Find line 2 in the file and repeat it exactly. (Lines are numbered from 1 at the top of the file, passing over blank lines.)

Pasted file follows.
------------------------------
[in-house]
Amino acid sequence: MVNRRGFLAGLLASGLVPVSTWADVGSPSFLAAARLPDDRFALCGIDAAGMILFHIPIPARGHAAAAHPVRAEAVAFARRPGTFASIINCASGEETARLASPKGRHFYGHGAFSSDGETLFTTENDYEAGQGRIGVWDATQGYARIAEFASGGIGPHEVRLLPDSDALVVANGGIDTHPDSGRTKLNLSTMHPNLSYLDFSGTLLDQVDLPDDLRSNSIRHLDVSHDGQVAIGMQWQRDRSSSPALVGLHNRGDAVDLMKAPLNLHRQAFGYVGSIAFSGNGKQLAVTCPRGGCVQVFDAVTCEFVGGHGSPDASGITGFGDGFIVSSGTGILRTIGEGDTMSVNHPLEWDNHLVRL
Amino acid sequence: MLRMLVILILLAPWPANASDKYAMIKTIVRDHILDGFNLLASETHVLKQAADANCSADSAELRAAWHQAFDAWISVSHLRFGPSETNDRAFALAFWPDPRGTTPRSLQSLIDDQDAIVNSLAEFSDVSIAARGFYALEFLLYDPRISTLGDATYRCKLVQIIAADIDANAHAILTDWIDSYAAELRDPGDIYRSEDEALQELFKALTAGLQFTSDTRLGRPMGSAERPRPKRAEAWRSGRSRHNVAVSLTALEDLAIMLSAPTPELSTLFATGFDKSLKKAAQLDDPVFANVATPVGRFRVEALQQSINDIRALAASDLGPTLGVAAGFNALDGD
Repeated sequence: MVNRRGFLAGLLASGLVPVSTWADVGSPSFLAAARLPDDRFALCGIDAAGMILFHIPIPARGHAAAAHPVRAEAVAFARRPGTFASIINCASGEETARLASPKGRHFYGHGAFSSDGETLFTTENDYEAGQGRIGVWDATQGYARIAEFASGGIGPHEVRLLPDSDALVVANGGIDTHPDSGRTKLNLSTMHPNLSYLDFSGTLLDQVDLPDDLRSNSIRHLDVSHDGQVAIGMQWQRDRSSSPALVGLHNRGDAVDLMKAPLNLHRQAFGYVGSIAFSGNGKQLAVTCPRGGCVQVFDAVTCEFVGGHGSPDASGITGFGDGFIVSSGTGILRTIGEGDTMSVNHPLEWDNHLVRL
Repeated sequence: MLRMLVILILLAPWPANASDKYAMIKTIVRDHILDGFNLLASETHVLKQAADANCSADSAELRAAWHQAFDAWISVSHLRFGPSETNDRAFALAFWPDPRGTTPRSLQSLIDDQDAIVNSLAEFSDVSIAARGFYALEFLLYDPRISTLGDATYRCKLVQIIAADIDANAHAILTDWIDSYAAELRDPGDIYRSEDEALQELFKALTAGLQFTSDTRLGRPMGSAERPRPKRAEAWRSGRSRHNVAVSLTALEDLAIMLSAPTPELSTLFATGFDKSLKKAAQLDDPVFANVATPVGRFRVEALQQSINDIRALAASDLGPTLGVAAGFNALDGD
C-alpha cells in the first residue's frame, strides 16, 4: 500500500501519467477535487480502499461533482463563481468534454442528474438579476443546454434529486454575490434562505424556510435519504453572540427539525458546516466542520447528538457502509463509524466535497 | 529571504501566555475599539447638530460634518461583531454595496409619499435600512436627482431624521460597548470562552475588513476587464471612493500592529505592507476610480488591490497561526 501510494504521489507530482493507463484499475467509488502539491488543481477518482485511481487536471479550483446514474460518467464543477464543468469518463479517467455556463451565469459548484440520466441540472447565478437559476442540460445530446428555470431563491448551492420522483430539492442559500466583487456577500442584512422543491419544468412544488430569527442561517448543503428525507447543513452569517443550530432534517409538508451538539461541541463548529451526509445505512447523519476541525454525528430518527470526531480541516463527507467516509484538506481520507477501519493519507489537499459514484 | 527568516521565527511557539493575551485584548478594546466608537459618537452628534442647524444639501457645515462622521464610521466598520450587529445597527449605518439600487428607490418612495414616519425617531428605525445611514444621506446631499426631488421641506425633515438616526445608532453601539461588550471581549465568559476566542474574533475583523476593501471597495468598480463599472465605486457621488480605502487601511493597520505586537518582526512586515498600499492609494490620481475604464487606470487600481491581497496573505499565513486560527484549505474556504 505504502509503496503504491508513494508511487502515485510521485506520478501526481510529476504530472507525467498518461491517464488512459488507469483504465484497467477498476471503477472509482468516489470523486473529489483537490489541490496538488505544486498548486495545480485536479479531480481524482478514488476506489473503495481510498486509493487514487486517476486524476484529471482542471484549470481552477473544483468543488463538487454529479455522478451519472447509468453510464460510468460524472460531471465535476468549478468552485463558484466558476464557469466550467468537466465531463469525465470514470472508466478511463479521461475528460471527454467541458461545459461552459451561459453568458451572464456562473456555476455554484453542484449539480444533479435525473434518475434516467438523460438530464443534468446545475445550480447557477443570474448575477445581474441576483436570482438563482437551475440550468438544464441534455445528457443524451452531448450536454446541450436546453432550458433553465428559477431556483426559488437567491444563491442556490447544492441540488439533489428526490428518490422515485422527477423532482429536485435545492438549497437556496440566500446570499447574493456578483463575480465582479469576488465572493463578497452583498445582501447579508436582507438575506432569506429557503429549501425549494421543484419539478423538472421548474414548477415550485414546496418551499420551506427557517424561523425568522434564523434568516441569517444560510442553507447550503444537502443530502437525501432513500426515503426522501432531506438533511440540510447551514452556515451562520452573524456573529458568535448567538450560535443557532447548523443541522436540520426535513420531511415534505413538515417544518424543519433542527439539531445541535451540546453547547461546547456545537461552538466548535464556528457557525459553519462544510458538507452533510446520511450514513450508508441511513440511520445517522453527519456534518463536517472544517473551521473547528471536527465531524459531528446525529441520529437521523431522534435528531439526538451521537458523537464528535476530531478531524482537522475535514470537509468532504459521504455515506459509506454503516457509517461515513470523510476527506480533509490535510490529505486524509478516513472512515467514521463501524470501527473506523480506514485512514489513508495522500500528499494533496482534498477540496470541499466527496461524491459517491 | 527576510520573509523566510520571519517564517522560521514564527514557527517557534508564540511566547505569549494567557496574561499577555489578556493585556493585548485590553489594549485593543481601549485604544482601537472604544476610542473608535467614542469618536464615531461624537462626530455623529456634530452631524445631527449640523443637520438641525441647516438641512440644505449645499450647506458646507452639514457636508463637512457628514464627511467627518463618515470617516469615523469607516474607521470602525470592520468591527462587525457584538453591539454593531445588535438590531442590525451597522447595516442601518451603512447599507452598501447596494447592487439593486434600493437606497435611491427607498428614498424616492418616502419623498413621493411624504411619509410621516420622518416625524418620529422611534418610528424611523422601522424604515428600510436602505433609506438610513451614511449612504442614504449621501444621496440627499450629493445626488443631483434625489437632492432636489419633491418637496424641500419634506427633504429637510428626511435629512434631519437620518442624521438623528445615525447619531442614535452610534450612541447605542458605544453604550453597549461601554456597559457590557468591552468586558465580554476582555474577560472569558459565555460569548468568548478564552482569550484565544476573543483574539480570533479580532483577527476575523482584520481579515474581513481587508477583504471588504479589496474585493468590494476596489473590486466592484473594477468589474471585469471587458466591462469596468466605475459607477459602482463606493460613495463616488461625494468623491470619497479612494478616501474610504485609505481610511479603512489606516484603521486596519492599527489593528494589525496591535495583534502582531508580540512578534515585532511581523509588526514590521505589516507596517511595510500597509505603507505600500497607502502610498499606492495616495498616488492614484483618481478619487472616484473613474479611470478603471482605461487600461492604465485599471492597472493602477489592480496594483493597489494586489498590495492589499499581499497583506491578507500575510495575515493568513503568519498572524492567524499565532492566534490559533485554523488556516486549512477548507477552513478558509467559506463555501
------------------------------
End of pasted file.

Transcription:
Amino acid sequence: MVNRRGFLAGLLASGLVPVSTWADVGSPSFLAAARLPDDRFALCGIDAAGMILFHIPIPARGHAAAAHPVRAEAVAFARRPGTFASIINCASGEETARLASPKGRHFYGHGAFSSDGETLFTTENDYEAGQGRIGVWDATQGYARIAEFASGGIGPHEVRLLPDSDALVVANGGIDTHPDSGRTKLNLSTMHPNLSYLDFSGTLLDQVDLPDDLRSNSIRHLDVSHDGQVAIGMQWQRDRSSSPALVGLHNRGDAVDLMKAPLNLHRQAFGYVGSIAFSGNGKQLAVTCPRGGCVQVFDAVTCEFVGGHGSPDASGITGFGDGFIVSSGTGILRTIGEGDTMSVNHPLEWDNHLVRL